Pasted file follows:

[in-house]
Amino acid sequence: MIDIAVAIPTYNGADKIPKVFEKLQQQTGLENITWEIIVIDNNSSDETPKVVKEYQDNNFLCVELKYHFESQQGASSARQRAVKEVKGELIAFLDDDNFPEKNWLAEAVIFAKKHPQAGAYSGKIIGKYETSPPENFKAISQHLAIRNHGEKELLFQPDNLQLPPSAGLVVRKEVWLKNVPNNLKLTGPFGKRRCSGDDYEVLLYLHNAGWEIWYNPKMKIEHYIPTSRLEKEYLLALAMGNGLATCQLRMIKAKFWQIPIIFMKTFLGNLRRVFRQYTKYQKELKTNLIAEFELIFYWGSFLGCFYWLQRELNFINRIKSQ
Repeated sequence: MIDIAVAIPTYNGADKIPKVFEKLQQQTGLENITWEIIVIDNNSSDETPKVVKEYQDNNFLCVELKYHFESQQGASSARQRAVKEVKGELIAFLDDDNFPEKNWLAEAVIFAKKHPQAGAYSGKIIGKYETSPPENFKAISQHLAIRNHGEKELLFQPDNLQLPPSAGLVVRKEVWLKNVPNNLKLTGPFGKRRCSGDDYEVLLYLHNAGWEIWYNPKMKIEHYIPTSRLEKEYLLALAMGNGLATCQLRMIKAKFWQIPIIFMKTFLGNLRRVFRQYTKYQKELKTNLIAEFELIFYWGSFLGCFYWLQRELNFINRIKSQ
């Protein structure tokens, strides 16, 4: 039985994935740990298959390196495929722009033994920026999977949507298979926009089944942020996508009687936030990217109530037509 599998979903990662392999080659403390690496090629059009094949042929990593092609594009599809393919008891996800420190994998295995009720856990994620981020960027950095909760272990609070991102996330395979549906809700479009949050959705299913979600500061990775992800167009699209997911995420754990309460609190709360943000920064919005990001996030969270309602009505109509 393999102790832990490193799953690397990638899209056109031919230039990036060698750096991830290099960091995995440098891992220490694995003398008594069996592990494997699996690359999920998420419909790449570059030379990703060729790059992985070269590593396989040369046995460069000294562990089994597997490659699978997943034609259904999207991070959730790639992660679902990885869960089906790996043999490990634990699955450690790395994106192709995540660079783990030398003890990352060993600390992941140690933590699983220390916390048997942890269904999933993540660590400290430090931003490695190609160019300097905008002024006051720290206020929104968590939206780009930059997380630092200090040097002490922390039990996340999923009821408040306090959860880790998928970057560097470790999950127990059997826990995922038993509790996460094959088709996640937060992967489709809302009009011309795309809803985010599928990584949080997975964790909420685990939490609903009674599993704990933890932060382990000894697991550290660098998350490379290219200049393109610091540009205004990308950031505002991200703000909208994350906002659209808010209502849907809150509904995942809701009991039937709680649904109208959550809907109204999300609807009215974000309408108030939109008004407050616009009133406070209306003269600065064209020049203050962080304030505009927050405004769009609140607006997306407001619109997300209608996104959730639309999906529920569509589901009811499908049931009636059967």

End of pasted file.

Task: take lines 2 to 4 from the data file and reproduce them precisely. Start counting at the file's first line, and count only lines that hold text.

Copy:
Amino acid sequence: MIDIAVAIPTYNGADKIPKVFEKLQQQTGLENITWEIIVIDNNSSDETPKVVKEYQDNNFLCVELKYHFESQQGASSARQRAVKEVKGELIAFLDDDNFPEKNWLAEAVIFAKKHPQAGAYSGKIIGKYETSPPENFKAISQHLAIRNHGEKELLFQPDNLQLPPSAGLVVRKEVWLKNVPNNLKLTGPFGKRRCSGDDYEVLLYLHNAGWEIWYNPKMKIEHYIPTSRLEKEYLLALAMGNGLATCQLRMIKAKFWQIPIIFMKTFLGNLRRVFRQYTKYQKELKTNLIAEFELIFYWGSFLGCFYWLQRELNFINRIKSQ
Repeated sequence: MIDIAVAIPTYNGADKIPKVFEKLQQQTGLENITWEIIVIDNNSSDETPKVVKEYQDNNFLCVELKYHFESQQGASSARQRAVKEVKGELIAFLDDDNFPEKNWLAEAVIFAKKHPQAGAYSGKIIGKYETSPPENFKAISQHLAIRNHGEKELLFQPDNLQLPPSAGLVVRKEVWLKNVPNNLKLTGPFGKRRCSGDDYEVLLYLHNAGWEIWYNPKMKIEHYIPTSRLEKEYLLALAMGNGLATCQLRMIKAKFWQIPIIFMKTFLGNLRRVFRQYTKYQKELKTNLIAEFELIFYWGSFLGCFYWLQRELNFINRIKSQ
């Protein structure tokens, strides 16, 4: 039985994935740990298959390196495929722009033994920026999977949507298979926009089944942020996508009687936030990217109530037509 599998979903990662392999080659403390690496090629059009094949042929990593092609594009599809393919008891996800420190994998295995009720856990994620981020960027950095909760272990609070991102996330395979549906809700479009949050959705299913979600500061990775992800167009699209997911995420754990309460609190709360943000920064919005990001996030969270309602009505109509 393999102790832990490193799953690397990638899209056109031919230039990036060698750096991830290099960091995995440098891992220490694995003398008594069996592990494997699996690359999920998420419909790449570059030379990703060729790059992985070269590593396989040369046995460069000294562990089994597997490659699978997943034609259904999207991070959730790639992660679902990885869960089906790996043999490990634990699955450690790395994106192709995540660079783990030398003890990352060993600390992941140690933590699983220390916390048997942890269904999933993540660590400290430090931003490695190609160019300097905008002024006051720290206020929104968590939206780009930059997380630092200090040097002490922390039990996340999923009821408040306090959860880790998928970057560097470790999950127990059997826990995922038993509790996460094959088709996640937060992967489709809302009009011309795309809803985010599928990584949080997975964790909420685990939490609903009674599993704990933890932060382990000894697991550290660098998350490379290219200049393109610091540009205004990308950031505002991200703000909208994350906002659209808010209502849907809150509904995942809701009991039937709680649904109208959550809907109204999300609807009215974000309408108030939109008004407050616009009133406070209306003269600065064209020049203050962080304030505009927050405004769009609140607006997306407001619109997300209608996104959730639309999906529920569509589901009811499908049931009636059967």